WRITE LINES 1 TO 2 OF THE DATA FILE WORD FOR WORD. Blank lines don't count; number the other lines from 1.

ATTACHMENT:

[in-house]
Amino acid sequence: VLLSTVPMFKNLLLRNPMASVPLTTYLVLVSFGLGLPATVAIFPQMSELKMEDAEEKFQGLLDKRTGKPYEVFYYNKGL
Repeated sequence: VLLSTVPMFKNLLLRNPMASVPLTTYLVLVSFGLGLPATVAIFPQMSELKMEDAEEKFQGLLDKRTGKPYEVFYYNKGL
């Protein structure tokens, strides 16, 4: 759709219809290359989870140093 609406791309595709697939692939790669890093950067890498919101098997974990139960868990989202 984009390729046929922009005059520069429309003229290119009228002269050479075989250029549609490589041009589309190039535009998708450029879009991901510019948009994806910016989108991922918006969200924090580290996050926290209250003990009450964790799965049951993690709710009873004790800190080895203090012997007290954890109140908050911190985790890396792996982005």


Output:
[in-house]
Amino acid sequence: VLLSTVPMFKNLLLRNPMASVPLTTYLVLVSFGLGLPATVAIFPQMSELKMEDAEEKFQGLLDKRTGKPYEVFYYNKGL